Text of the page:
2-Chapter 4

2-Chapter 4 - Chapter 4 Numerical Descriptive Descriptive...

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1 Numerical Descriptive Chapter 4 Descriptive Techniques Measures we will look at ± Usually, we focus our attention on three types of measures when describing population characteristics: ² Central location (e.g. average) Variability or spread (e g standard deviation ² Variability or spread (e.g. standard deviation) ² Association (correlation) The measure of central location reflects the locations of all the actual data points. 4.1 Measures of Central Location ± The measure of central location reflects the locations of all the actual data points. ± How? With two data points, the central location With one data point clearly the central location is at the point itself. should fall in the middle between them (in order to reflect the location of both of them).

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2 Measures of Central Location ± There are 4 main measures of central location ² The Arithmetic Mean ² The Median ² The Mode ² The Geometric Mean ± This is the most popular and useful measure of central location The Arithmetic Mean Sum of the observations Number of observations Mean = n Sample mean Population mean N The Arithmetic Mean – pg. 91 n x x i 1 i = = N x i 1 i = = μ Sample size Population size n x x i n 1 i = =
3 = + + + = = = 10 ... 10 2 10 1 x x i i Example 4.1 (pg. 98) The reported time on the Internet of 10 adults are 0, 7, 12, 5, 33, 14, 8, 0, 9, 22 hours. Find the mean time on the Internet. 22 11.0 The Arithmetic Mean Example 4.2 (pg. 98) Suppose the telephone bills represent the population of measurements. The population mean is = + + = = μ = 200 ... 200 x i 200 1 i 42.19 38.45 45.77 43.59 Example 4.3 (pg99) ± The Median of a set of observations is the value that falls in the middle when the observations are arranged in order of magnitude. The Median Comment Odd number of observations 9, 12, 14, 22 , 12, 14, 22, 33 0, 0, 5, 7, 8, 9, 12, 14, 22, 33 Even number of observations Find the median of the time on the internet for the 10 adults of example 4.1 Suppose only 9 adults were sampled (exclude, say, the longest time (33)) 8.5, 8 ± The Mode of a set of observations is the value that occurs most frequently. ± Set of data may have one mode (or modal class), or two or more modes. The Mode The modal class For large data sets the modal class is much more relevant than a single-value mode.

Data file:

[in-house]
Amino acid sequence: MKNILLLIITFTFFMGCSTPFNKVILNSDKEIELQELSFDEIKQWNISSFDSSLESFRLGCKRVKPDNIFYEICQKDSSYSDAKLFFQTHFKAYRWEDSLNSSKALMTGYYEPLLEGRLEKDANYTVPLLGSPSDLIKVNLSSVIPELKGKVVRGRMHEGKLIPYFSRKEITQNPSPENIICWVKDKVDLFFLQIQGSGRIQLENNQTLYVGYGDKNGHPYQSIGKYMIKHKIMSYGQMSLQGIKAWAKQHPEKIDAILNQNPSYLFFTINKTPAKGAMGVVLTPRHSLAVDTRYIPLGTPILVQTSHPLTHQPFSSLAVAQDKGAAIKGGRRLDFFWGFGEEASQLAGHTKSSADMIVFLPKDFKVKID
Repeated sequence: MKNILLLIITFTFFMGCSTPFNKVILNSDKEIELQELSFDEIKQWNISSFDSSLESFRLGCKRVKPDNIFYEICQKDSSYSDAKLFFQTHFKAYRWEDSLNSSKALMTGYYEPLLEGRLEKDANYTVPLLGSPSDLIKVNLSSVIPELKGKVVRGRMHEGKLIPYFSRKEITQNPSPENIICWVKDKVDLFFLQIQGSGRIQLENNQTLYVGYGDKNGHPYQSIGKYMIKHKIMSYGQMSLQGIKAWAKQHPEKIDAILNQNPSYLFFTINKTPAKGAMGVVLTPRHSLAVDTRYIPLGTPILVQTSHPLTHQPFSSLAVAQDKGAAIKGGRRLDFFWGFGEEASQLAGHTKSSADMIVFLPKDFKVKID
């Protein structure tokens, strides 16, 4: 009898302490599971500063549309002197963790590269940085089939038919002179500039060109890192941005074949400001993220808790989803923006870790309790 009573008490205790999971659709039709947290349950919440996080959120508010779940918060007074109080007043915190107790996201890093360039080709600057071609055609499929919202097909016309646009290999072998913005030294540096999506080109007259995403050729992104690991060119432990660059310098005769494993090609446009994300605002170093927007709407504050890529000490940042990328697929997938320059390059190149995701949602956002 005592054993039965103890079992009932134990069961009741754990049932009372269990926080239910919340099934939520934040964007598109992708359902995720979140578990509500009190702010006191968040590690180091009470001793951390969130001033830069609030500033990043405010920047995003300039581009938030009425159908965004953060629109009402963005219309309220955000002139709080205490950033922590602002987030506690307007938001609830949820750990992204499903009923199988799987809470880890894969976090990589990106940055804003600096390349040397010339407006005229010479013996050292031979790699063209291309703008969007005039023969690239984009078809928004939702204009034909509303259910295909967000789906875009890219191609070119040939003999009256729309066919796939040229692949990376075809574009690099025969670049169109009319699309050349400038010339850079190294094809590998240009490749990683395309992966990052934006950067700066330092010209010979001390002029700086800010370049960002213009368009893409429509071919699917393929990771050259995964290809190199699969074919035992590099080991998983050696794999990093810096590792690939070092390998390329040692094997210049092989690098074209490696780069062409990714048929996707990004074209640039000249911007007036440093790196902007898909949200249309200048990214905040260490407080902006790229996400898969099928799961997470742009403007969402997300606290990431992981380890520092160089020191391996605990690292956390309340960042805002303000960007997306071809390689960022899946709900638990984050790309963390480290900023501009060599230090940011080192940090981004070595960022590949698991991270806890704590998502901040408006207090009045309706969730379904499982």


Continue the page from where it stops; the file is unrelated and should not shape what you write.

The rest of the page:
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4 ± Example 4.5 (pg. 101) ± Find the mode for the data in Example 4.1 (pg99). Here are the data again: 0, 7, 12, 5, 33, 14, 8, 0, 9, 22 Solution The Mode • All observation except “0” occur once. There are two “0”. Thus, the mode is zero. • Is this a good measure of central location? • The value “0” does not reside at the center of this set (compare with the mean = 11.0 and the mode = 8.5). Relationship among Mean, Median, and Mode ± If a distribution is symmetrical, the mean, median and mode coincide ± If a distribution is asymmetrical, and skewed to the left or to the right, the three measures differ.
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This note was uploaded on 10/14/2010 for the course ADMS adms 3333 taught by Professor Adms during the Spring '10 term at York University.

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2-Chapter 4 - Chapter 4 Numerical Descriptive Descriptive...

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